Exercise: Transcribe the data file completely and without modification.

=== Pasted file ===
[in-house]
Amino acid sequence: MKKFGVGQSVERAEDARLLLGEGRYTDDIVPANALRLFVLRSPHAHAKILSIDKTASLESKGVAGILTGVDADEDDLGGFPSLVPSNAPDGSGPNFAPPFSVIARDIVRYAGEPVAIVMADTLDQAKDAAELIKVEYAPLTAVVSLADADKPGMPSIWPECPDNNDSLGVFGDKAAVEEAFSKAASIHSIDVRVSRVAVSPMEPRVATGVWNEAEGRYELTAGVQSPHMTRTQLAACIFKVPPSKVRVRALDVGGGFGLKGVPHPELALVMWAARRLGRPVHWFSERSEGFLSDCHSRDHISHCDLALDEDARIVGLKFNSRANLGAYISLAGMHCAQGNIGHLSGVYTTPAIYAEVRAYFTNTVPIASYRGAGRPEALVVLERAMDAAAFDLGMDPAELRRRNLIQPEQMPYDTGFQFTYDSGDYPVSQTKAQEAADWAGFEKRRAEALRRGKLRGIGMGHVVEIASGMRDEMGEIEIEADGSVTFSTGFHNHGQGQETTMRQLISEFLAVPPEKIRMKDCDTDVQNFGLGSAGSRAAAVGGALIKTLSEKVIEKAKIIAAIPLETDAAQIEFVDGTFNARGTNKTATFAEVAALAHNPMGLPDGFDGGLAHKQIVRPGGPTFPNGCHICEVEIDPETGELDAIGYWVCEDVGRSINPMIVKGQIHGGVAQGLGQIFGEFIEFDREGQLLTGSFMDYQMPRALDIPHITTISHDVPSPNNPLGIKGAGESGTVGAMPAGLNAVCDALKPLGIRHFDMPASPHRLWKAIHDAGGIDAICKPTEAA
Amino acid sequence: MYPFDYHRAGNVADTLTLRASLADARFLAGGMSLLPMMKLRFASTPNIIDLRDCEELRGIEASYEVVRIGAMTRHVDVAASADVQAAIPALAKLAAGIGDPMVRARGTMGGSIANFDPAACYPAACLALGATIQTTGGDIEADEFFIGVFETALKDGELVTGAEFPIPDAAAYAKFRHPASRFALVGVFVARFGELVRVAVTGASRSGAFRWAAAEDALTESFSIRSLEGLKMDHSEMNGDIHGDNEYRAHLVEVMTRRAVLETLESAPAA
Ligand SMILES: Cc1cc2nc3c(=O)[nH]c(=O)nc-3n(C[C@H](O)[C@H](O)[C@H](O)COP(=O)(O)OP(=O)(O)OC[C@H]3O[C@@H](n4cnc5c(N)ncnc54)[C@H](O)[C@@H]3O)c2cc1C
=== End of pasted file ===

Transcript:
[in-house]
Amino acid sequence: MKKFGVGQSVERAEDARLLLGEGRYTDDIVPANALRLFVLRSPHAHAKILSIDKTASLESKGVAGILTGVDADEDDLGGFPSLVPSNAPDGSGPNFAPPFSVIARDIVRYAGEPVAIVMADTLDQAKDAAELIKVEYAPLTAVVSLADADKPGMPSIWPECPDNNDSLGVFGDKAAVEEAFSKAASIHSIDVRVSRVAVSPMEPRVATGVWNEAEGRYELTAGVQSPHMTRTQLAACIFKVPPSKVRVRALDVGGGFGLKGVPHPELALVMWAARRLGRPVHWFSERSEGFLSDCHSRDHISHCDLALDEDARIVGLKFNSRANLGAYISLAGMHCAQGNIGHLSGVYTTPAIYAEVRAYFTNTVPIASYRGAGRPEALVVLERAMDAAAFDLGMDPAELRRRNLIQPEQMPYDTGFQFTYDSGDYPVSQTKAQEAADWAGFEKRRAEALRRGKLRGIGMGHVVEIASGMRDEMGEIEIEADGSVTFSTGFHNHGQGQETTMRQLISEFLAVPPEKIRMKDCDTDVQNFGLGSAGSRAAAVGGALIKTLSEKVIEKAKIIAAIPLETDAAQIEFVDGTFNARGTNKTATFAEVAALAHNPMGLPDGFDGGLAHKQIVRPGGPTFPNGCHICEVEIDPETGELDAIGYWVCEDVGRSINPMIVKGQIHGGVAQGLGQIFGEFIEFDREGQLLTGSFMDYQMPRALDIPHITTISHDVPSPNNPLGIKGAGESGTVGAMPAGLNAVCDALKPLGIRHFDMPASPHRLWKAIHDAGGIDAICKPTEAA
Amino acid sequence: MYPFDYHRAGNVADTLTLRASLADARFLAGGMSLLPMMKLRFASTPNIIDLRDCEELRGIEASYEVVRIGAMTRHVDVAASADVQAAIPALAKLAAGIGDPMVRARGTMGGSIANFDPAACYPAACLALGATIQTTGGDIEADEFFIGVFETALKDGELVTGAEFPIPDAAAYAKFRHPASRFALVGVFVARFGELVRVAVTGASRSGAFRWAAAEDALTESFSIRSLEGLKMDHSEMNGDIHGDNEYRAHLVEVMTRRAVLETLESAPAA
Ligand SMILES: Cc1cc2nc3c(=O)[nH]c(=O)nc-3n(C[C@H](O)[C@H](O)[C@H](O)COP(=O)(O)OP(=O)(O)OC[C@H]3O[C@@H](n4cnc5c(N)ncnc54)[C@H](O)[C@@H]3O)c2cc1C